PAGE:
Born at the Right Time

“By means of personifications my sense of person becomes more vivid for I carry with me at all times the protection of my daimones: the images of dead people who mattered to me, of ancestral figures of my stock, cultural and historical persons of renown and people of fable who provide exemplary images–a wealth of guardians. They guard my fate, guide it, probably are it. “Perhaps–who knows,” writes Jung, “these eternal images are what men mean by fate.” We need this help, for who can carry his fate alone?” – James Hillman

With gratitude I remember James Hillman and the many ways he influenced my life. It could take a lifetime for me to articulate with precision in what ways his ideas unstuck my thinking and understanding of life, language and human experience.
Twice, I was able to participate in his “work shops,” one up in Seattle in 1996, and again in San Francisco in 1997. These were intense, sometimes bordering on frightening engagements of conversation, poetry and music between Hillman, Robert Bly, and Michael Meade and all of us who attended as we came together to reflect on the shared experience of our place in time and the disintegration of our culture.
In the late 1980’s, shortly before moving out west, I came across one of Hillman’s books, while in the course of reading the works of C.G Jung. His writing immediately gripped me. He had a way of penetrating, seeing through, in his reflections on any and everything that he wrote  about. Here was someone who was not afraid of traveling in the dark, going deeper and deeper to be with the more unwelcome aspects of our human experience and particularly our sufferings.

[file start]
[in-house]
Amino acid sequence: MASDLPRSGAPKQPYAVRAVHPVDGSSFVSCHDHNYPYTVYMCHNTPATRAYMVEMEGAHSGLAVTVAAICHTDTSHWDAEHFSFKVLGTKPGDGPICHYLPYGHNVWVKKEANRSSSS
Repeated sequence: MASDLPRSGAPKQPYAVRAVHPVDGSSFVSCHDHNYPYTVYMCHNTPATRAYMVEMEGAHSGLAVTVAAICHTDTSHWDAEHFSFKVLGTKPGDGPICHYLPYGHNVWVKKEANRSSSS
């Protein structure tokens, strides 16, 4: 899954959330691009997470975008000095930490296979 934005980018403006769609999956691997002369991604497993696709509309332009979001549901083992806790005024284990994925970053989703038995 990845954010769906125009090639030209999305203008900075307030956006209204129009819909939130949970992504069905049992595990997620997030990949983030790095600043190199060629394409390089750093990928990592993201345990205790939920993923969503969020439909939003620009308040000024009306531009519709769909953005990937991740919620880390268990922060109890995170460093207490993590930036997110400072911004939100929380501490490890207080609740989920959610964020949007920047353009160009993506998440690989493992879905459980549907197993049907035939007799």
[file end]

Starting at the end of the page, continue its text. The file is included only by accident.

In the mire of my own psychic confusion, I was attracted to Hillman’s insistence that we need to be in the dark, and stay with what presents itself to us in our suffering and ask what it wants from us, rather than the more common insistence that we make the pain go away, that we fix it, whether with drugs, or by refusing our emotions and the seeming helplessness of our situation.
The insistence that we shouldn’t be broken in our very broken world should in and of itself be an idea for us to challenge.
Hillman was both masterful and poetic with language and understood that we live by the metaphors that have us in their grip and that it is our language, habits, lack of reflection and a false dichotomy between reality and imagination that keep us stuck and cursed by the literalizing and concretizing of our ideas and notions of both ourselves and the world we inhabit.
His 1997 book, The Soul’s Code, In Search of Character and Calling, would become his biggest seller, and even landed him an interview on Oprah’s show. By far his easiest read, written for a wider audience while still capturing the essence of his ideas and reflections on where we go wrong with how we understand ourselves and our culture.
My life’s journey has moved me some distance from a crazier time in my life when it seemed I had to unravel a bit before a gradual reassembling. I still greatly admire Hillman even when I find myself in disagreement with some of what he says. I’ll leave those disagreements for another post, another day.
Here is a link to a more recent and rare interview between Hillman and Scott London:

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